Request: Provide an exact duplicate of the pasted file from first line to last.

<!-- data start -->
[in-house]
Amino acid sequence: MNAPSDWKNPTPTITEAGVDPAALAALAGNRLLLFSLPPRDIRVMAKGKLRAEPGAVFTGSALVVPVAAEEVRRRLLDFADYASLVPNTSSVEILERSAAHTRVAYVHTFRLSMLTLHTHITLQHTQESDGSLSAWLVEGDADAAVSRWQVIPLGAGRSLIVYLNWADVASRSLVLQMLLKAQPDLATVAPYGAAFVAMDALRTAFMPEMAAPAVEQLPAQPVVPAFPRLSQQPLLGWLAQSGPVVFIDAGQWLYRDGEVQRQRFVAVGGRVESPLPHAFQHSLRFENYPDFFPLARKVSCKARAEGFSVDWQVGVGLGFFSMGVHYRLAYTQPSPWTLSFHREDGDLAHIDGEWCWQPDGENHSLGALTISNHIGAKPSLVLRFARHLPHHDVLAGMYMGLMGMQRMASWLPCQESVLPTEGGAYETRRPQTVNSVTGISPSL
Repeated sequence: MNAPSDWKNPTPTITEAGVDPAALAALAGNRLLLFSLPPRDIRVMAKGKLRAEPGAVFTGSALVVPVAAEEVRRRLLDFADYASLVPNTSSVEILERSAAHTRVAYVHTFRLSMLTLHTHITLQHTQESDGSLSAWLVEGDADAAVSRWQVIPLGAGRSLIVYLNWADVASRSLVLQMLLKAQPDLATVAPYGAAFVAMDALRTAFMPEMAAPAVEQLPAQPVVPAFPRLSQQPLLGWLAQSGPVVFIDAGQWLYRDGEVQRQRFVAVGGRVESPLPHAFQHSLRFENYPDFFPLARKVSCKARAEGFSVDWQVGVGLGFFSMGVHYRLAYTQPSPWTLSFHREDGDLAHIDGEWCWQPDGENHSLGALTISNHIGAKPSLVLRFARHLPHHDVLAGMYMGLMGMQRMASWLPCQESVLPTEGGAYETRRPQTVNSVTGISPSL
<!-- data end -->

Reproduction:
[in-house]
Amino acid sequence: MNAPSDWKNPTPTITEAGVDPAALAALAGNRLLLFSLPPRDIRVMAKGKLRAEPGAVFTGSALVVPVAAEEVRRRLLDFADYASLVPNTSSVEILERSAAHTRVAYVHTFRLSMLTLHTHITLQHTQESDGSLSAWLVEGDADAAVSRWQVIPLGAGRSLIVYLNWADVASRSLVLQMLLKAQPDLATVAPYGAAFVAMDALRTAFMPEMAAPAVEQLPAQPVVPAFPRLSQQPLLGWLAQSGPVVFIDAGQWLYRDGEVQRQRFVAVGGRVESPLPHAFQHSLRFENYPDFFPLARKVSCKARAEGFSVDWQVGVGLGFFSMGVHYRLAYTQPSPWTLSFHREDGDLAHIDGEWCWQPDGENHSLGALTISNHIGAKPSLVLRFARHLPHHDVLAGMYMGLMGMQRMASWLPCQESVLPTEGGAYETRRPQTVNSVTGISPSL
Repeated sequence: MNAPSDWKNPTPTITEAGVDPAALAALAGNRLLLFSLPPRDIRVMAKGKLRAEPGAVFTGSALVVPVAAEEVRRRLLDFADYASLVPNTSSVEILERSAAHTRVAYVHTFRLSMLTLHTHITLQHTQESDGSLSAWLVEGDADAAVSRWQVIPLGAGRSLIVYLNWADVASRSLVLQMLLKAQPDLATVAPYGAAFVAMDALRTAFMPEMAAPAVEQLPAQPVVPAFPRLSQQPLLGWLAQSGPVVFIDAGQWLYRDGEVQRQRFVAVGGRVESPLPHAFQHSLRFENYPDFFPLARKVSCKARAEGFSVDWQVGVGLGFFSMGVHYRLAYTQPSPWTLSFHREDGDLAHIDGEWCWQPDGENHSLGALTISNHIGAKPSLVLRFARHLPHHDVLAGMYMGLMGMQRMASWLPCQESVLPTEGGAYETRRPQTVNSVTGISPSL